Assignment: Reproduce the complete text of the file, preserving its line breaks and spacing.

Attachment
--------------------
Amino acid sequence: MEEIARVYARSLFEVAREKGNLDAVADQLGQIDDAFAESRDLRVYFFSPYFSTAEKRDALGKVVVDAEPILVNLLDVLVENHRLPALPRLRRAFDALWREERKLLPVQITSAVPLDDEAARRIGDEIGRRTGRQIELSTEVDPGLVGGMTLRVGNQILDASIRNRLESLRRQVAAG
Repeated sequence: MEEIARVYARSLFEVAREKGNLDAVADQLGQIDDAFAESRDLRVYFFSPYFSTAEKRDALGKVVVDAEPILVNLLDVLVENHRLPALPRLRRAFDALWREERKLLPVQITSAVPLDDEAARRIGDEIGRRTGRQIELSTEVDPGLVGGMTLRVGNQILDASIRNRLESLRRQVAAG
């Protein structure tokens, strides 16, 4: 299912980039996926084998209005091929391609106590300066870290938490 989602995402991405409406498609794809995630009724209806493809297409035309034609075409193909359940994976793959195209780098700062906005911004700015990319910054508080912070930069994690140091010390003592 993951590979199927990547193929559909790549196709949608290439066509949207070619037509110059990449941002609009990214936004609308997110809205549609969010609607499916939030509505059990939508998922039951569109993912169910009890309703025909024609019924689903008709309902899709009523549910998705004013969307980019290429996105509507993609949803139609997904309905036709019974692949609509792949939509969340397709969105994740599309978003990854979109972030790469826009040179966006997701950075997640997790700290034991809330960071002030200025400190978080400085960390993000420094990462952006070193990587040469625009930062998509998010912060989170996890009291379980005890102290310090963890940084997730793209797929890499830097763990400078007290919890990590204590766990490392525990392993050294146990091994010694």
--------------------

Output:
Amino acid sequence: MEEIARVYARSLFEVAREKGNLDAVADQLGQIDDAFAESRDLRVYFFSPYFSTAEKRDALGKVVVDAEPILVNLLDVLVENHRLPALPRLRRAFDALWREERKLLPVQITSAVPLDDEAARRIGDEIGRRTGRQIELSTEVDPGLVGGMTLRVGNQILDASIRNRLESLRRQVAAG
Repeated sequence: MEEIARVYARSLFEVAREKGNLDAVADQLGQIDDAFAESRDLRVYFFSPYFSTAEKRDALGKVVVDAEPILVNLLDVLVENHRLPALPRLRRAFDALWREERKLLPVQITSAVPLDDEAARRIGDEIGRRTGRQIELSTEVDPGLVGGMTLRVGNQILDASIRNRLESLRRQVAAG
């Protein structure tokens, strides 16, 4: 299912980039996926084998209005091929391609106590300066870290938490 989602995402991405409406498609794809995630009724209806493809297409035309034609075409193909359940994976793959195209780098700062906005911004700015990319910054508080912070930069994690140091010390003592 993951590979199927990547193929559909790549196709949608290439066509949207070619037509110059990449941002609009990214936004609308997110809205549609969010609607499916939030509505059990939508998922039951569109993912169910009890309703025909024609019924689903008709309902899709009523549910998705004013969307980019290429996105509507993609949803139609997904309905036709019974692949609509792949939509969340397709969105994740599309978003990854979109972030790469826009040179966006997701950075997640997790700290034991809330960071002030200025400190978080400085960390993000420094990462952006070193990587040469625009930062998509998010912060989170996890009291379980005890102290310090963890940084997730793209797929890499830097763990400078007290919890990590204590766990490392525990392993050294146990091994010694």